Given the important role that cities have in maintaining this “connectivity” between relevant actors, how can city-level actors and leaders use the MGI as a tool to measure and facilitate good governance?

It would be unfair to claim that the MGI applies to all levels of governance without considering that it was designed for the national level. Nevertheless, broadly speaking, categories within the MGI and within the MiGOF do apply to cities. For instance, topics such as labour migration and institutional capacity or partnerships, are absolutely relevant at the local level. It is possible to consider the MGI as a tool that will open the discussion and inspire stakeholders.. One conclusion that can be drawn at this early stage is that countries with strong institutions—or cities with a specific body dedicated to migration management—have fared better. Policy coherence at the local level means there are better systems in place to mainstream migration towards local development. This can entail the creation of a focal point in the local government to create a discussion of these issues and to coordinate with other levels of government. This same conclusion was found in both the “White Paper on Mainstreaming Migration into Local Development Planning for the local level as well as the MGI publications for the national one.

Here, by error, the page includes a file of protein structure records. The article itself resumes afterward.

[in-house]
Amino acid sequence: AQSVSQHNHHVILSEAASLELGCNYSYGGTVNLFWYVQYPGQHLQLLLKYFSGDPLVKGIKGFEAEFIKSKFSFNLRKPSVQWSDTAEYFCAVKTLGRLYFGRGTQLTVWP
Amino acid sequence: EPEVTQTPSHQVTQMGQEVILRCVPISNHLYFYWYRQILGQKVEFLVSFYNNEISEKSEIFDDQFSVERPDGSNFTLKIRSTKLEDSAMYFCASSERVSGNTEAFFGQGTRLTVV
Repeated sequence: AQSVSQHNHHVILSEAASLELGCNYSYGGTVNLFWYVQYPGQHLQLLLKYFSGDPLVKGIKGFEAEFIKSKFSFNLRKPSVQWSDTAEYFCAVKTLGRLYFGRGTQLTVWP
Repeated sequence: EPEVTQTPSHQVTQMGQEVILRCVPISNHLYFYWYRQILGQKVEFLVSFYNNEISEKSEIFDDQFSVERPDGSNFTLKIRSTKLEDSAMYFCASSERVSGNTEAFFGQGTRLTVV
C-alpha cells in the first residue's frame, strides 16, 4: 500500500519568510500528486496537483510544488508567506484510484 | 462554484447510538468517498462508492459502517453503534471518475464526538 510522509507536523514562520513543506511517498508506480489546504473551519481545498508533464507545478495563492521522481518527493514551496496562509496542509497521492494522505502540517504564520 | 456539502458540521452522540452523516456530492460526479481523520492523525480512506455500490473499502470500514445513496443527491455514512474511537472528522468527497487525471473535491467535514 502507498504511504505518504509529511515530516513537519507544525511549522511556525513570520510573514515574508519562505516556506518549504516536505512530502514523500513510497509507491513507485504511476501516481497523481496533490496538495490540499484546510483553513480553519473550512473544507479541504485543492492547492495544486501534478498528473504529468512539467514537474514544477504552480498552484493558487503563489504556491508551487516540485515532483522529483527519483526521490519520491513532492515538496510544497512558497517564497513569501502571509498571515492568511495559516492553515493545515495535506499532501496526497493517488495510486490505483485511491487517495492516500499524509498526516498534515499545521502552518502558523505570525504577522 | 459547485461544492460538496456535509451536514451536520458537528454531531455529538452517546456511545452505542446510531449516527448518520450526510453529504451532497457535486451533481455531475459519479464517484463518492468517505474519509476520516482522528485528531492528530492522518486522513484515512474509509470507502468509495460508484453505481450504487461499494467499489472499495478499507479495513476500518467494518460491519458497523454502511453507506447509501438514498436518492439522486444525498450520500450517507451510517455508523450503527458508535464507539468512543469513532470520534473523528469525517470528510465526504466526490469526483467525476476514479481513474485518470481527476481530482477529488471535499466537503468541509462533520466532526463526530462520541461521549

Were there any findings within the report that surprised you?

If you are familiar with the other EIU indexes you see that typically, country results are strongly correlated with their level of GDP, with Canada and Sweden typically reigning high, and developing countries at the tail end. However, with the MGI, this does not seem to be the case. For example, within the MGI, the Philippines is among the countries that have done the best.